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TOP 5 CLUES YOU'RE IN
1. It's the middle of the night. Where else would you be?
If it's the middle of the night and you're not home, and also you're not having a lot of fun and/or you're not in jail, then you're probably in the emergency room.
You might even be there with your husband, who started feeling lousy at 4 in the afternoon but knew better than to go to the ER during daylight hours.
No one does that.
He also doesn't go at 8:30 p.m., when that lousy sensation is upgraded to a "general feeling of unhappiness."
Or at 11:30 p.m., when you urge him to let a doctor examine that sharp pain in his right side.
What he does is wait until 1:30 in the morning before waking his soundly sleeping wife to report that a trip to the ER is, in fact, medically necessary.
This is in accordance with international ER Rule 413.65-17a, which clearly states that legitimate medical emergencies only occur under cover of darkness, generally between the hours of midnight and 5 a.m., and only when denying life-sustaining REM sleep to a loved one is guaranteed.
At any other time of the day, your problem can be solved with an aspirin and/or an Ace bandage. Or bail money.
2. Inappropriate footwear.
Because a true medical emergency happens only when it's dark and you're half asleep, your self-dressing skills are compromised.
This means that moments after arriving in the brightly lit ER at Stafford Medical Center, you will glance down and discover that on your left foot is a shiny black shoe sporting a silver buckle and on your right foot is a ratty brown shoe with a gaping hole in the top, one of a pair you should've thrown out a long time ago but they're so comfortable that sometimes you slip them on to walk the dogs but never in a well-lit area.
And you will marvel at the fact that you were the designated driver for this particular outing.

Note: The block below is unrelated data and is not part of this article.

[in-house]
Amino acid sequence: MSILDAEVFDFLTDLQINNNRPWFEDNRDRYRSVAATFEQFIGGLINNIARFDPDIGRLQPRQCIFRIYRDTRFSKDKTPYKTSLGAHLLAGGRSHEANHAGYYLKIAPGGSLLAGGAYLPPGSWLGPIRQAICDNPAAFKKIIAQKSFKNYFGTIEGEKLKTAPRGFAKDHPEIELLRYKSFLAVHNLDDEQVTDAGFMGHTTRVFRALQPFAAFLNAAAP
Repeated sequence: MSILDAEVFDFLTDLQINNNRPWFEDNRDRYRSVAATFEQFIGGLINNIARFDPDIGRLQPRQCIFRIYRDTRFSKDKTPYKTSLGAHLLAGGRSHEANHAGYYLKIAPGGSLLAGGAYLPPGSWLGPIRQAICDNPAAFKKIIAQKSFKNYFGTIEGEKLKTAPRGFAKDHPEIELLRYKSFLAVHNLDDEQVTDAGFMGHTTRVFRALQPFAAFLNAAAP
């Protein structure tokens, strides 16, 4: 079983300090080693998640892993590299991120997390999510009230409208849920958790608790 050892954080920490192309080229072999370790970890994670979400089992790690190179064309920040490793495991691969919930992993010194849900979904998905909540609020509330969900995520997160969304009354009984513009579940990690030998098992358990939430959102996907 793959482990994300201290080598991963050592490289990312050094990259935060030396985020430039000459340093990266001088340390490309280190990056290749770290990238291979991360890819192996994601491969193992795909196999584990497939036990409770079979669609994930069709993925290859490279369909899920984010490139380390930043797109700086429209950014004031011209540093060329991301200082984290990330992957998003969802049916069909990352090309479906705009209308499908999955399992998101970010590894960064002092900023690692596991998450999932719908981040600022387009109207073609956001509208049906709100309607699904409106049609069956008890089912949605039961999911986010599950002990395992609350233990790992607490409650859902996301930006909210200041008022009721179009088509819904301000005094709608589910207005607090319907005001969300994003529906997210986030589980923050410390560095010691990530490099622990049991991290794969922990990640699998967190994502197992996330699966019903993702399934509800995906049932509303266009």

3. The guy in front
Perhaps it's due to excessive blood loss, but he's actually chuckling as he explains to the pivot nurse how it was just the craziest thing, see, because he was just hanging out with his friends in a convenience store parking lot, you know, and then he tried to leapfrog over a pole, but it turns out that the pole was sharp and the next thing you know, he's gone and impaled his hand right there in the parking lot. Crazy, right?
The pivot nurse, unimpressed, arches an eyebrow as if to say, "If I had a nickel for every time some 20-year-old kid marched in here with a mangled body part wrapped in a plastic grocery bag after impaling himself, I'd have a wing at this hospital named after me."
She nicknames him Laceration Man and directs him to Room 2.
Your husband, now convinced he has appendicitis, is growing more miserable by the second. The pivot nurse notes his symptoms, dubs him Unhappy Guy and directs him to Room 11.
4. Cautionary tales abound.
A few rooms down, the on-call doctor is--probably not for the first time in his career--extracting Bluetooth hardware from the ear canal of a woman who fell asleep wearing her hands-free cell phone gear.
On the bright side, this did not happen in a convenience store parking lot.
By now, your husband has been professionally poked, prodded and scanned, and the official diagnosis is that his appendix has indeed gone rogue.
Laceration Man, still laughing, is discharged while your husband is prepped for surgery.
5. Sadomasochistic waiting-area seating.
These seats are usually reserved only for hospital waiting rooms and airport arrival and departure gates--places where innocent, REM-deprived individuals could be trapped for hours or even days.
Often topped with a flat cushion of mauve, taupe or teal, they're delightfully comfortable for about 31/2 minutes, after which they grow progressively more medieval. The longer you're there the more desperate you are to lie down--but can't because of the ever-present chair arms.
As a result, you stretch out on the waiting room floor while your husband's appendix is removed in a procedure described as laparoscopic. This is a fancy term that means "sucked out through his belly button via a Crazy Straw."
The entire surgery lasts a half hour, less time than it normally takes you to get
The dashing young surgeon who finds you sprawled on the waiting room floor accepts your bumbling excuse about never missing an opportunity to do yoga, reports that your husband is fine and, because he's a professional, says nothing about your mismatched shoes.
Edie Gross: 540/374-5428